Retinoids regulate the expression of more than 300 different genes through various mechanisms [6]. Predominant among the mechanisms is the ability of retinoids such as ATRA (Tretinoin®) and 9-cis-RA (Panretin®) to bind to at least two classes of nuclear receptors, RA receptors (RARs) and/or retinoid × receptors (RXRs) [7]. ATRA binds exclusively to RARs while 9-cis-RA binds to both RARs and RXRs. The affinity of 9-cis-RA for RXRs is about 5–10 fold higher and its transactivating potential is approximately 10–30 times higher than for RARs [8]. Moreover, ATRA is likely to exhibit some RXR-stimulating activity in vitro due to its conversion to 9-cis-RA [9]. The low plasma and tissue levels of 9-cis-RA have lead to a search for other possible endogenous ligands for RXRs. To date, phytanic acid [10] docosahexaenoic acid [11] and other unsaturated fatty acids [12] have been proposed as additional/alternative ligands for RXRs; whereas, beta -apo-14'-carotenal may be a naturally-generated RXR antagonist [5]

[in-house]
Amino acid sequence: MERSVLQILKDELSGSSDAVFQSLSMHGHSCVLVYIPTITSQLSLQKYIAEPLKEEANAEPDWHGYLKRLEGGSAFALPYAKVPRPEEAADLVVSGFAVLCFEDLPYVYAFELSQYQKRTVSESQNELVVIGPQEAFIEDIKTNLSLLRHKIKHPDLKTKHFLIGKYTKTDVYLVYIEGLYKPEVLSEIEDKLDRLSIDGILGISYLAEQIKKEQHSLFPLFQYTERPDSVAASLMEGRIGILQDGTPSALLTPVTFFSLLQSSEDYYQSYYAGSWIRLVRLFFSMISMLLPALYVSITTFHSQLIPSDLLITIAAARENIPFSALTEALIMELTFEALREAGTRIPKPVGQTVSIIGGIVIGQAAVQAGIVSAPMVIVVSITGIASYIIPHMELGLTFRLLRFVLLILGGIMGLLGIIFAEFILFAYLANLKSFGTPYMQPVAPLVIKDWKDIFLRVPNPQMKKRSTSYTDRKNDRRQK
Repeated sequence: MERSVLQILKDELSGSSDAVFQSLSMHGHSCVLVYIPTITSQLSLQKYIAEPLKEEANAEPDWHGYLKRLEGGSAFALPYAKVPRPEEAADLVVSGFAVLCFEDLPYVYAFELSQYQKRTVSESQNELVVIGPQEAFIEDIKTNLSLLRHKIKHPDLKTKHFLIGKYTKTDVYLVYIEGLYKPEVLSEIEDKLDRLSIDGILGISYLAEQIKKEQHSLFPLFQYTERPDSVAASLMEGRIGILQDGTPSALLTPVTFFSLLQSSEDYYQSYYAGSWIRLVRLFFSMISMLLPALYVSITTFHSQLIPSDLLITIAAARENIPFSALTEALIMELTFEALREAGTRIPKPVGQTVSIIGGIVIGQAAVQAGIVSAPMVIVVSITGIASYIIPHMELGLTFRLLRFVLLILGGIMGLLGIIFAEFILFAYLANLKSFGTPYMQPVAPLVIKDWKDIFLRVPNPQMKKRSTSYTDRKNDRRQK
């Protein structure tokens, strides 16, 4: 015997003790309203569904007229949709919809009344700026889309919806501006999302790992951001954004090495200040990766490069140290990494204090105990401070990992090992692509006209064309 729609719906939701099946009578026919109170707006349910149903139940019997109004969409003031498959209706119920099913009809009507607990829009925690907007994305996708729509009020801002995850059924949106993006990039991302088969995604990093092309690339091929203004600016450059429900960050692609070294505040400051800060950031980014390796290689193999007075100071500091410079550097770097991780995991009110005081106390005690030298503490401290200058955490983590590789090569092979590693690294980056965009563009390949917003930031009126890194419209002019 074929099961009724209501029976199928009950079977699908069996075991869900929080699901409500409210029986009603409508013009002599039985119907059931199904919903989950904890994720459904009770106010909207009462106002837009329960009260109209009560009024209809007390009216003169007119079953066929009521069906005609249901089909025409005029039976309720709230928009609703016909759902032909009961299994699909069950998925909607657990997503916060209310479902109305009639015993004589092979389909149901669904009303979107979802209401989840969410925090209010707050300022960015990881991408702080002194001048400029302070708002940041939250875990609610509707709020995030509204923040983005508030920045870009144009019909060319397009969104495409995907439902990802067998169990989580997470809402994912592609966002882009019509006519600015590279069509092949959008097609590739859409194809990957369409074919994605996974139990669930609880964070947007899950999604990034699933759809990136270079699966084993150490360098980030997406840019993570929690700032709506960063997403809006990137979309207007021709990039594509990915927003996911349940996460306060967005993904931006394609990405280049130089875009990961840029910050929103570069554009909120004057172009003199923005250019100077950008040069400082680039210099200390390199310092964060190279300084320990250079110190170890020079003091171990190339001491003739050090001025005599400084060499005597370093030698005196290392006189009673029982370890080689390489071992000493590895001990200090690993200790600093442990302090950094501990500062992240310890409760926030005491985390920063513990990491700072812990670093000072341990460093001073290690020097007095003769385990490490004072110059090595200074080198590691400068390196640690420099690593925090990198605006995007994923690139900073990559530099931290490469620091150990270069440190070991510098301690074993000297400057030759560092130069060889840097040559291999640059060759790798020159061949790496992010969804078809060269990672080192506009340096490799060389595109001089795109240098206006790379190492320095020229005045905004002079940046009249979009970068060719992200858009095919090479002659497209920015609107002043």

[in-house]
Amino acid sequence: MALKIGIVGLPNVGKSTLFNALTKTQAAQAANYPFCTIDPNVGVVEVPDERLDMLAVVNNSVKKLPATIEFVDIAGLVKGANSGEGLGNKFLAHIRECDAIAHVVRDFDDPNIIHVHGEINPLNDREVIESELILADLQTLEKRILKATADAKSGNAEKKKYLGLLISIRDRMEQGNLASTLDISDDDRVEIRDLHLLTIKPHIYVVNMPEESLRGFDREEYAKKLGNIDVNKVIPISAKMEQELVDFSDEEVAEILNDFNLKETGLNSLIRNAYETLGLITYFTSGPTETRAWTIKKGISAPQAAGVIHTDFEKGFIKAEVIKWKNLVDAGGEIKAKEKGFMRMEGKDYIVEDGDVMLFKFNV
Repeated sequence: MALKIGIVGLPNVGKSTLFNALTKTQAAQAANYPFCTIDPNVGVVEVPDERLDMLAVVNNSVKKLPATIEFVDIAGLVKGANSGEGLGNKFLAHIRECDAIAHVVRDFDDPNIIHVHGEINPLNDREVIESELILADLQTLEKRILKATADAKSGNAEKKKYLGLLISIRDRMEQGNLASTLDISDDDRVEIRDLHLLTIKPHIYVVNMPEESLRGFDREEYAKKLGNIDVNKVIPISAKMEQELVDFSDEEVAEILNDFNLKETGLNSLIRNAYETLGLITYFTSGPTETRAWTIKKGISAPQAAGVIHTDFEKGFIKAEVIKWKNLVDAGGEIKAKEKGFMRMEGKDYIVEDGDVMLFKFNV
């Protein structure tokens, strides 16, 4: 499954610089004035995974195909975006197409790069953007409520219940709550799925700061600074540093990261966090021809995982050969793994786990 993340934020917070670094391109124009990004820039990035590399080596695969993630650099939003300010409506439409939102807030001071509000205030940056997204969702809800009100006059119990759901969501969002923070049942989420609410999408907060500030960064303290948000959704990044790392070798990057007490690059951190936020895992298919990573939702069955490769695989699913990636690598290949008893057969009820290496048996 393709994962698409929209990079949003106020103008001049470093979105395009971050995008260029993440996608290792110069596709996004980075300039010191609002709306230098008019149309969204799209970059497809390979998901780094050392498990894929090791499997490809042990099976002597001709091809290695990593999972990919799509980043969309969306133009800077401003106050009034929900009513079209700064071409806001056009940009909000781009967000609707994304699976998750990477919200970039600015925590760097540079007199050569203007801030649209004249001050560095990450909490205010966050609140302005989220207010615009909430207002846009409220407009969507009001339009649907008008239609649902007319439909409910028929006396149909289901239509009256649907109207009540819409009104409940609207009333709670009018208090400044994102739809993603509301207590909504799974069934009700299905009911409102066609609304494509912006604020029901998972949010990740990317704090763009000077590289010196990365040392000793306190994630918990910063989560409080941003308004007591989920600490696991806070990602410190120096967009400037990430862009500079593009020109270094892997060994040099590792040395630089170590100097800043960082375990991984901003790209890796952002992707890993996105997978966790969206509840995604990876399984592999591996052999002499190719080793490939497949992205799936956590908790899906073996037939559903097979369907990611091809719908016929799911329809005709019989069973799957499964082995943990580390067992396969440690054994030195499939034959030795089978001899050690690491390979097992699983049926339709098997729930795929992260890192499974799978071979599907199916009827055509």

When bound with ligand, RAR/RXR heterodimers or RXR homodimers transactivate specific cis-elements of target genes (known as retinoic acid response elements (RAREs) or retinoid × response elements (RXREs). Each RAR or RXR has three major isoforms (α, β, or γ) which are tissue selective and developmentally regulated [7]. Individual isoforms of RARs and RXRs may interact with distinct RAREs or RXREs to regulate gene expression. Alternately RARs and RXRs may differentially interact with other transcription factors such as the nuclear receptor for 1,25 (OH)2 vitamin D3 (Vit D3), AP-1, CEBPB/NF-IL6 and the silencing mediator of retinoid and thyroid hormone (SMRT) to stimulate or repress gene transcription [13]. These data suggest that individual RAR and RXR isoforms may have unique functions.